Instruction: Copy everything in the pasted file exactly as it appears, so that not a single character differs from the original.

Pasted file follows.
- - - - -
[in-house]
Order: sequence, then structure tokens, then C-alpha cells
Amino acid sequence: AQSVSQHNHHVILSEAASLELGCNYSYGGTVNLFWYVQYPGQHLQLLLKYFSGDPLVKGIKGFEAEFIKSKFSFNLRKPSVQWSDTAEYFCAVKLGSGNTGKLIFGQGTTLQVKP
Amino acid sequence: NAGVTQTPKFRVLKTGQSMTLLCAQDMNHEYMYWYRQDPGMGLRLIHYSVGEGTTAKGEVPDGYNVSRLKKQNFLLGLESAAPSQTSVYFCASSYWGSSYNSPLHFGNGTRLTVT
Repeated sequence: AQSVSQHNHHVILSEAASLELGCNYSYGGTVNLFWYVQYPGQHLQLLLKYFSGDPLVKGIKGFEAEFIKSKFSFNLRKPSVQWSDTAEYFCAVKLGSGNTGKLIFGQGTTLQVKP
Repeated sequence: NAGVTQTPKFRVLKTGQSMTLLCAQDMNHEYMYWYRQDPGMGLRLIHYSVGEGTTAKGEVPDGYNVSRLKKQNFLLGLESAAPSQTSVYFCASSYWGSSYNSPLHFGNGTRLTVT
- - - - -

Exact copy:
[in-house]
Order: sequence, then structure tokens, then C-alpha cells
Amino acid sequence: AQSVSQHNHHVILSEAASLELGCNYSYGGTVNLFWYVQYPGQHLQLLLKYFSGDPLVKGIKGFEAEFIKSKFSFNLRKPSVQWSDTAEYFCAVKLGSGNTGKLIFGQGTTLQVKP
Amino acid sequence: NAGVTQTPKFRVLKTGQSMTLLCAQDMNHEYMYWYRQDPGMGLRLIHYSVGEGTTAKGEVPDGYNVSRLKKQNFLLGLESAAPSQTSVYFCASSYWGSSYNSPLHFGNGTRLTVT
Repeated sequence: AQSVSQHNHHVILSEAASLELGCNYSYGGTVNLFWYVQYPGQHLQLLLKYFSGDPLVKGIKGFEAEFIKSKFSFNLRKPSVQWSDTAEYFCAVKLGSGNTGKLIFGQGTTLQVKP
Repeated sequence: NAGVTQTPKFRVLKTGQSMTLLCAQDMNHEYMYWYRQDPGMGLRLIHYSVGEGTTAKGEVPDGYNVSRLKKQNFLLGLESAAPSQTSVYFCASSYWGSSYNSPLHFGNGTRLTVT